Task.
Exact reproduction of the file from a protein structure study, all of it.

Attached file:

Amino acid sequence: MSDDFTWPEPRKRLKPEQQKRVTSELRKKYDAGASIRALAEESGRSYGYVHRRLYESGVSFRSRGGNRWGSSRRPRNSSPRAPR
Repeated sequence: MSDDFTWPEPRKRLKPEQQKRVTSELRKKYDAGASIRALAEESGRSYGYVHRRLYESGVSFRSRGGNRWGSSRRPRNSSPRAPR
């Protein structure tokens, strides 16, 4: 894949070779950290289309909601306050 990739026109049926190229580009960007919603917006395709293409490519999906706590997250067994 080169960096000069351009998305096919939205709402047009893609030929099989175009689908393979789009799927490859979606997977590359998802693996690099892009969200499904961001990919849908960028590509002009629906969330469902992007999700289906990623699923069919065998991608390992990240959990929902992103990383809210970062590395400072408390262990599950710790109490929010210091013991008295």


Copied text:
Amino acid sequence: MSDDFTWPEPRKRLKPEQQKRVTSELRKKYDAGASIRALAEESGRSYGYVHRRLYESGVSFRSRGGNRWGSSRRPRNSSPRAPR
Repeated sequence: MSDDFTWPEPRKRLKPEQQKRVTSELRKKYDAGASIRALAEESGRSYGYVHRRLYESGVSFRSRGGNRWGSSRRPRNSSPRAPR
């Protein structure tokens, strides 16, 4: 894949070779950290289309909601306050 990739026109049926190229580009960007919603917006395709293409490519999906706590997250067994 080169960096000069351009998305096919939205709402047009893609030929099989175009689908393979789009799927490859979606997977590359998802693996690099892009969200499904961001990919849908960028590509002009629906969330469902992007999700289906990623699923069919065998991608390992990240959990929902992103990383809210970062590395400072408390262990599950710790109490929010210091013991008295």